Warm clothes, including jacket, fleeces, gloves, scarf and beanie/touk. Thermal clothing is also recommended, especially for sleeping.
Camera, films and batteries (batteries are consumed more quickly in cold conditions)
Hat or cap to protect you from the sun, rain and cold
After-sun cream or hydrating cream for face and body
Insect repellent – minimum recommended 20% DEET – although no malaria risk has been reported
Snacks: biscuits, energy bars, chocolate, dried fruits, muesli, etc.
Non-disposable canteen (Nalgene type) and water for the first morning.
We advise you to bring water sterilizing tablets in case you collect water from streams.
Your own medical kit with any special medications that you might require, paracetamol, second skin for blisters etc.
Small towel or sarong
Bathers/swimsuit (if you intend to swim in the hot springs)
Cash – sufficient for snacks, tips and souvenirs.
Original passport & ISIC (International Student Identity Card) if you have one.
Walking sticks or poles (You can hire these from us. Please note poles with metal tips cannot be carried into Machu Picchu)
Binoculars (if you have them)
Considering an extra night in Aguas Calientes? We can change the date of your train ticket to the following day. Hotel and other costs associated with returning to Machu Picchu the following day are additional to trek costs. Please also note that your entry ticket to Machu Picchu is valid for one day only, if you wish to visit the ruins on a second consecutive day you will need to purchase another ticket.
Aguas Calientes Extra Day Upgrade Package (optional)
With hikes that trek the traditional Inca Trail, the standard package has clients returning to Cusco at the end of the trek, and they don’t spend a night in Aguas Calientes. This package provides clients the opportunity to stay in Aguas Calientes for an extra night, visit Machu Picchu for a second day and then return to Cusco by the comfortable Vistadome train.
Cost: $195 per person on twin share basis. This price doesn’t change depending on the number of people in the group.
Second day’s entry to Machu Picchu and Huayna Picchu, valued at $75
Bus up and down to ruins on extra day, valued at $24
1 night in a 3 star hotel, like Killa Inn Plaza Andina. These are nice hotels, well decorated, and clean.
With limited eating choices at Machu Picchu hunger tends to send clients to Aguas Calientes; by including the buffet lunch we find that clients can visit Machu Picchu early, then go to the buffet to try lots of different Peruvian (and Western) dishes, rest and go back for a second look at Machu Picchu.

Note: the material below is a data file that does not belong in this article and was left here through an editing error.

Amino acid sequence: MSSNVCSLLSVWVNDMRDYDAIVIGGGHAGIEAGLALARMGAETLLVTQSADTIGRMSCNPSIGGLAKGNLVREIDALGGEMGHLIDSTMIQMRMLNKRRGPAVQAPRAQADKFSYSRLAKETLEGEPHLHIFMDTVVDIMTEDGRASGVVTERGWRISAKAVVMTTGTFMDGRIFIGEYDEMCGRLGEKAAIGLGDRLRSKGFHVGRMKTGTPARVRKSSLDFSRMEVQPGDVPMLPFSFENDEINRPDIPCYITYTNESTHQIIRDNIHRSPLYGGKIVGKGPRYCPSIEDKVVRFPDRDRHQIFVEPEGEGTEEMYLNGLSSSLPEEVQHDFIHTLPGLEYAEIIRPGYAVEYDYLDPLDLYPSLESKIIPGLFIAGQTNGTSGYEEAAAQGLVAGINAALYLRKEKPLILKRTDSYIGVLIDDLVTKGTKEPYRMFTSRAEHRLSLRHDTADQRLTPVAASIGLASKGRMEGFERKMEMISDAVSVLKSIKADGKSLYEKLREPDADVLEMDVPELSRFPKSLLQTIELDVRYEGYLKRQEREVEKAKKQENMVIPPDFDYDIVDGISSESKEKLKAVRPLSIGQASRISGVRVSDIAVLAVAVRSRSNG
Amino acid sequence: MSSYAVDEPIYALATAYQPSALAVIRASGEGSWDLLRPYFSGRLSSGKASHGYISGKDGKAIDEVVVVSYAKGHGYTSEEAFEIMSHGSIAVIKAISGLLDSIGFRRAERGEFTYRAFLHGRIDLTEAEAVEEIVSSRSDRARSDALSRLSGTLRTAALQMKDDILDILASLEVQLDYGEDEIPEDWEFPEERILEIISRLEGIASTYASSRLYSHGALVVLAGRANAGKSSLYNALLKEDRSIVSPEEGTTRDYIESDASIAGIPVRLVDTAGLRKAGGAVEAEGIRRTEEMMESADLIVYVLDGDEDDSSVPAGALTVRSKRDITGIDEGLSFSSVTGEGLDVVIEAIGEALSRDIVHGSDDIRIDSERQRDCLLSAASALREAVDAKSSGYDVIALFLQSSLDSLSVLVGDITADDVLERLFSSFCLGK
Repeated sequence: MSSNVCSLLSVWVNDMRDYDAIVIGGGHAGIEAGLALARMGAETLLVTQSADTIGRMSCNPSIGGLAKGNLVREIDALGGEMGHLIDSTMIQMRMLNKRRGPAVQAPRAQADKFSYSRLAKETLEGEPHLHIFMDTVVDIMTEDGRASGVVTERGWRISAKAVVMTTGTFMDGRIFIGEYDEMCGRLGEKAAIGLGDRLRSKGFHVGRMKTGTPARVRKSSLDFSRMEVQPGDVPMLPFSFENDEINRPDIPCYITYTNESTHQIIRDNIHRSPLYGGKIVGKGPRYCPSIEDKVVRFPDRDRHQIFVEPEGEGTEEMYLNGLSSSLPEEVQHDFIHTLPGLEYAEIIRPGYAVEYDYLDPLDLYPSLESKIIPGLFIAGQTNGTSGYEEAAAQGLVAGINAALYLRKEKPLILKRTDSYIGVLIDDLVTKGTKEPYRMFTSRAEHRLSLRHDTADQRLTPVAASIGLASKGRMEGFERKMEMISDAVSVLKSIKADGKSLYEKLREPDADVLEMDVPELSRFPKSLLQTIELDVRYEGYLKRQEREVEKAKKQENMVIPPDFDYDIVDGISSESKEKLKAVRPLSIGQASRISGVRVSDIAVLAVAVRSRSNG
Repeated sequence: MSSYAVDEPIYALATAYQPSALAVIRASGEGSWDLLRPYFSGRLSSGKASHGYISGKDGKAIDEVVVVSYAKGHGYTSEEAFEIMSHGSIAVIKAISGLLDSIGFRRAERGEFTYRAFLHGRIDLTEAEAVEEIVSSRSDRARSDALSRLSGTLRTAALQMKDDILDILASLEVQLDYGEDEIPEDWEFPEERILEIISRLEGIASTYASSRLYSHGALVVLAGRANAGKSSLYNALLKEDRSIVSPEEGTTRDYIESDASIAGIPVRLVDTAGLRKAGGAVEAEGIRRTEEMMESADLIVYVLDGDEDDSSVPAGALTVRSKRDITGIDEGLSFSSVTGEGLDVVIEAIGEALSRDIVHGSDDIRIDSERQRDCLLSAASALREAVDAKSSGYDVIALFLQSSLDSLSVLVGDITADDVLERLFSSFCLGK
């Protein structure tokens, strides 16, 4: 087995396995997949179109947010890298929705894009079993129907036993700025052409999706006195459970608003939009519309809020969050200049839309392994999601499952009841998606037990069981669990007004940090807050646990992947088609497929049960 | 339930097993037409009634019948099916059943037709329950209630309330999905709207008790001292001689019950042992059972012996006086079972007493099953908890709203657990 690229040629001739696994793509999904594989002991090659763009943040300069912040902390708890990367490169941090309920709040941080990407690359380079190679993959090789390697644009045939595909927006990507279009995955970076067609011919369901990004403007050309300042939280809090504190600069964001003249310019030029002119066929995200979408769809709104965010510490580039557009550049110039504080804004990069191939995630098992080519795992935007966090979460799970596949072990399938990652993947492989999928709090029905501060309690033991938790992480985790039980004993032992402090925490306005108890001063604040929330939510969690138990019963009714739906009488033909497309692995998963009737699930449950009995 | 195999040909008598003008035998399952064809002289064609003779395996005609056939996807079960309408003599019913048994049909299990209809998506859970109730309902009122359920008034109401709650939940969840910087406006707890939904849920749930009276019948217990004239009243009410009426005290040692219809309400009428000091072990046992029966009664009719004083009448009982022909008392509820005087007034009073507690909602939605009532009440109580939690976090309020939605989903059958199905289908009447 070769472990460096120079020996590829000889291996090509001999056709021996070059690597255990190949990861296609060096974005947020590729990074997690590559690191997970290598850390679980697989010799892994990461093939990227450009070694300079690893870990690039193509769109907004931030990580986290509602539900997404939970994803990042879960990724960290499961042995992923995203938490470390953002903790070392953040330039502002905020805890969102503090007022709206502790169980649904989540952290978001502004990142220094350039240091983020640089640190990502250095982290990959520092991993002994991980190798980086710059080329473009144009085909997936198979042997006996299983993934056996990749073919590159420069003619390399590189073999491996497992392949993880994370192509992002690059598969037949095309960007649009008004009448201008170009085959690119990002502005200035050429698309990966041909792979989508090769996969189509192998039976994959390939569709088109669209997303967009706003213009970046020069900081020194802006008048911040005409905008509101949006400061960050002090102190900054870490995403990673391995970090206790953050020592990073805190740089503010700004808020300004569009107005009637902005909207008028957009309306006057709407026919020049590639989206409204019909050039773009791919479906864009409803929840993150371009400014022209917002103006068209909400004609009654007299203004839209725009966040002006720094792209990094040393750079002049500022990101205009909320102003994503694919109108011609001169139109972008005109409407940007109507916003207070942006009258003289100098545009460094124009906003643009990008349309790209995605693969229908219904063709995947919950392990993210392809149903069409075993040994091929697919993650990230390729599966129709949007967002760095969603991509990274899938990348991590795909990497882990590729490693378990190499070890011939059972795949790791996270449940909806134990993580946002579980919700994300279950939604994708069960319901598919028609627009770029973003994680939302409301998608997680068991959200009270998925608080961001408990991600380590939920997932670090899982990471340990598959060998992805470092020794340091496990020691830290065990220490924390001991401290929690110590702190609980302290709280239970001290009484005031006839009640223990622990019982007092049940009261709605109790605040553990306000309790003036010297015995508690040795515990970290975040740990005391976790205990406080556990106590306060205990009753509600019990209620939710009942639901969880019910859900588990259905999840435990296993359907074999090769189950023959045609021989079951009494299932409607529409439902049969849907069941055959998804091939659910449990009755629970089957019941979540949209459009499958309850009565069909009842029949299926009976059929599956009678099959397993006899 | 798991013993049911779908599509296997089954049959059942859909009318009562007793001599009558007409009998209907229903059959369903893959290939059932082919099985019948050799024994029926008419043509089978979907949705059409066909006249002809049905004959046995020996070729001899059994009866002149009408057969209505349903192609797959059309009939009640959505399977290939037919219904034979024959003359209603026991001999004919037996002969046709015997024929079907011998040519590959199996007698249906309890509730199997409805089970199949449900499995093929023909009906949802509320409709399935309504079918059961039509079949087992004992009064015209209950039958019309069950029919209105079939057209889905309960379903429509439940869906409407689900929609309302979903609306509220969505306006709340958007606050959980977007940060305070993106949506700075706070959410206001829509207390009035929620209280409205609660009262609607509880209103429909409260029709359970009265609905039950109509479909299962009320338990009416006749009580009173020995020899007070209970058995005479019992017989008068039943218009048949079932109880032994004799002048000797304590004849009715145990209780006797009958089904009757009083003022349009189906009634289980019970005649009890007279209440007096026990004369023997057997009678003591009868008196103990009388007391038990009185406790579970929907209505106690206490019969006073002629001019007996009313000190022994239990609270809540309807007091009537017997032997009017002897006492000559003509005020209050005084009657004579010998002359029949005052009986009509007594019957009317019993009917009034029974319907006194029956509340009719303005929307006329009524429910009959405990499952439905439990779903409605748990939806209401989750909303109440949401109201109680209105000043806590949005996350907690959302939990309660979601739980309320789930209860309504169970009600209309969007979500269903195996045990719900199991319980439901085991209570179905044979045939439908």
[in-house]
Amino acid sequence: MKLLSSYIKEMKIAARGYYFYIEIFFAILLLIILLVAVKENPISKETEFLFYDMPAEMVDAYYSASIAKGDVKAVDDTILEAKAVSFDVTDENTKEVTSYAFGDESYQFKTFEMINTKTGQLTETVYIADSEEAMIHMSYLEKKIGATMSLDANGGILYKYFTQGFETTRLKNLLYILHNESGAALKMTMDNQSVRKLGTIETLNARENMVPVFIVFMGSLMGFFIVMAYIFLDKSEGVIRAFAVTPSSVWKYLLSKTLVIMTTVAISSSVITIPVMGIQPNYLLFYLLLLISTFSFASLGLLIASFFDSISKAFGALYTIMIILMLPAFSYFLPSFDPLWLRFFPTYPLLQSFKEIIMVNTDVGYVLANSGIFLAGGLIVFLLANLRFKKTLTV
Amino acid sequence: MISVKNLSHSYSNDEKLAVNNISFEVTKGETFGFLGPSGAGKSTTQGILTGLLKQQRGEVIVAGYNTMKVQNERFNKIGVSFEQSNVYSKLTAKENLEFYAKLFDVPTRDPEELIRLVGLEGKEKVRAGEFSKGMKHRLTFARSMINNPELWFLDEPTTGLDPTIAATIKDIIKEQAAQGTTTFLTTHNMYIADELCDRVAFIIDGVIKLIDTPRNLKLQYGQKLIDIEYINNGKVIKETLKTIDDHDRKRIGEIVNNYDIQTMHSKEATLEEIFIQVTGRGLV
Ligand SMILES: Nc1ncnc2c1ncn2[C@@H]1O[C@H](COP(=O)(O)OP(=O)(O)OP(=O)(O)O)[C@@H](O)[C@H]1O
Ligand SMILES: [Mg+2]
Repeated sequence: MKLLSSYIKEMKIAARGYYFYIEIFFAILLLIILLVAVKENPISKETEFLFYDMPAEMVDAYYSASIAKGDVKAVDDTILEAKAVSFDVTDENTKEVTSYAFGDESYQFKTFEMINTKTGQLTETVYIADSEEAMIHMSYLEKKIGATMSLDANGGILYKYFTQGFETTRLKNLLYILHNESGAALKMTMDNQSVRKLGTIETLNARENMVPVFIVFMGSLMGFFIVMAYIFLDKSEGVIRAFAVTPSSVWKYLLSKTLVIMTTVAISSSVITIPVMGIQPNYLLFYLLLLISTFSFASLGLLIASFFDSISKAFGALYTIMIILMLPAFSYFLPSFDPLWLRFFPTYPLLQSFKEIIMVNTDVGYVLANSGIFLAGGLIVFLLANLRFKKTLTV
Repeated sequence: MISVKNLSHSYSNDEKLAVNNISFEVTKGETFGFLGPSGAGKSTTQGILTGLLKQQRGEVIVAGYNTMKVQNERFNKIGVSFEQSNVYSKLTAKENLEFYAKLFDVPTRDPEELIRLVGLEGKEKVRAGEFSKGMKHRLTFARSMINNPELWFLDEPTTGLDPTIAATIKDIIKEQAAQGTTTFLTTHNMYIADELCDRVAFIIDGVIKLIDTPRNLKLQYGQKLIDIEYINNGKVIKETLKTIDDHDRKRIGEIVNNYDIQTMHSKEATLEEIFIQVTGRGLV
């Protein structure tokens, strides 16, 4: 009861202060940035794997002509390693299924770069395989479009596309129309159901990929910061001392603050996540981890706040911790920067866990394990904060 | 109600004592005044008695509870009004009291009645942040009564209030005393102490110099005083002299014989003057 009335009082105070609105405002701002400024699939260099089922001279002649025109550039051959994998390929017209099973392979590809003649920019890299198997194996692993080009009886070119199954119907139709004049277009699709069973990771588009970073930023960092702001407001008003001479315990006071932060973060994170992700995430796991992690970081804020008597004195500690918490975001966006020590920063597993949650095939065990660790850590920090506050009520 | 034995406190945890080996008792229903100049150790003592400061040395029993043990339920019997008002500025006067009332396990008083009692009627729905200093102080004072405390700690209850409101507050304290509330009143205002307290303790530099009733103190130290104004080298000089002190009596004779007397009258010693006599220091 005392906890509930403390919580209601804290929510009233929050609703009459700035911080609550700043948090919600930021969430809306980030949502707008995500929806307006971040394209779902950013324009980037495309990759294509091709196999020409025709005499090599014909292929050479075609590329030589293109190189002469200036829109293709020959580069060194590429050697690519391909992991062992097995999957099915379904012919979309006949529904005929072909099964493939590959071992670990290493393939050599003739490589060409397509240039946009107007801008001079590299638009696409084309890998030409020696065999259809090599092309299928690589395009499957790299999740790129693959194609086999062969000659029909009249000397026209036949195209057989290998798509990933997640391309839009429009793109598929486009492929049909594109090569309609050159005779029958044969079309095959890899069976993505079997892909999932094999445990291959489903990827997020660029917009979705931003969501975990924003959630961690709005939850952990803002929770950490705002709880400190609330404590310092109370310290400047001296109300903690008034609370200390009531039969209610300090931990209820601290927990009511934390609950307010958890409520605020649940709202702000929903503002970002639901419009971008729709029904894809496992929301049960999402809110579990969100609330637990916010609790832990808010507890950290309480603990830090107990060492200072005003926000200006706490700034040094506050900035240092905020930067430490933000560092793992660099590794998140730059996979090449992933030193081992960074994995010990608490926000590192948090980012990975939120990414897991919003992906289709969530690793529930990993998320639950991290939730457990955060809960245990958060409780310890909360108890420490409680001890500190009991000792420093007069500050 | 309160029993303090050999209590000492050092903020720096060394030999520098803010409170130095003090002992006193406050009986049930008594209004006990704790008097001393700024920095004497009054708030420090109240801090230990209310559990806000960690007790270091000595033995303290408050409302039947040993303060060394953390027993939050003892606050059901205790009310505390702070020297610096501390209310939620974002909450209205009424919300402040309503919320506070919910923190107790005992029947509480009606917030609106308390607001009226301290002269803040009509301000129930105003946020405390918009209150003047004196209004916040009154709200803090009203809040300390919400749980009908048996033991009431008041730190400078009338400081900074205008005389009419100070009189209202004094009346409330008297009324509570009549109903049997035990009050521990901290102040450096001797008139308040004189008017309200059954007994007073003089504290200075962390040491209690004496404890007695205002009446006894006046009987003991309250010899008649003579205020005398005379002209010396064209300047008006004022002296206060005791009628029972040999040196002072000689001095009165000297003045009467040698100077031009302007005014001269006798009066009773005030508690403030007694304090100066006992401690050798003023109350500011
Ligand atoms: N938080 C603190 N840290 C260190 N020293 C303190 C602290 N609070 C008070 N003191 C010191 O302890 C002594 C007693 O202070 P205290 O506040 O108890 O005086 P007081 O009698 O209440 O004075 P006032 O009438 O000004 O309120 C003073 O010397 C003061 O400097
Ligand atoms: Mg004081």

Return in Vistadome train rather than Expedition train, which gives you the opportunity for a more varied timetable and to return in a nicer train, with big windows in the roof.
** Please contact us for a price for the same package but with 2 star accomodation and return in Expedition Train service **
Private Service Prices 2109
1 people US$2450 per person
2 people US$1650 per person
3 people US$1600 per person
4 people US$1550 per person
5 people US$1500 per person
6 people US$1450 per person
7+ people US$1400 per person
STUDENT DISCOUNT: $35 off per personStudent Discounts apply to anyone who has a valid GREEN ISIC card at the time of the trek or is 16 years old or younger. For those using an ISIC card to receive the discount, we do need to see a copy of the card at booking. For those booking children 16 years old or younger, we need a copy of their passport at booking time. Please send all to email@example.comDiscounts
Under 15 years will pay as student: US$35.00
Under 7 years Discount: US$50.00
ADDITIONAL ITEMS:As you see in our Additional Items under Trip Overview, there are several optional upgrades you can include in this trip. Below is a quick list of prices, but check our Overview section for more details.
Huaynapicchu: $75 per person
Vistadome Train (One Way): $70 per person
Vistadome Train (One Way): $80 per person
Sacred Valley Tour:
City Tour: $
Maras Moray Tour: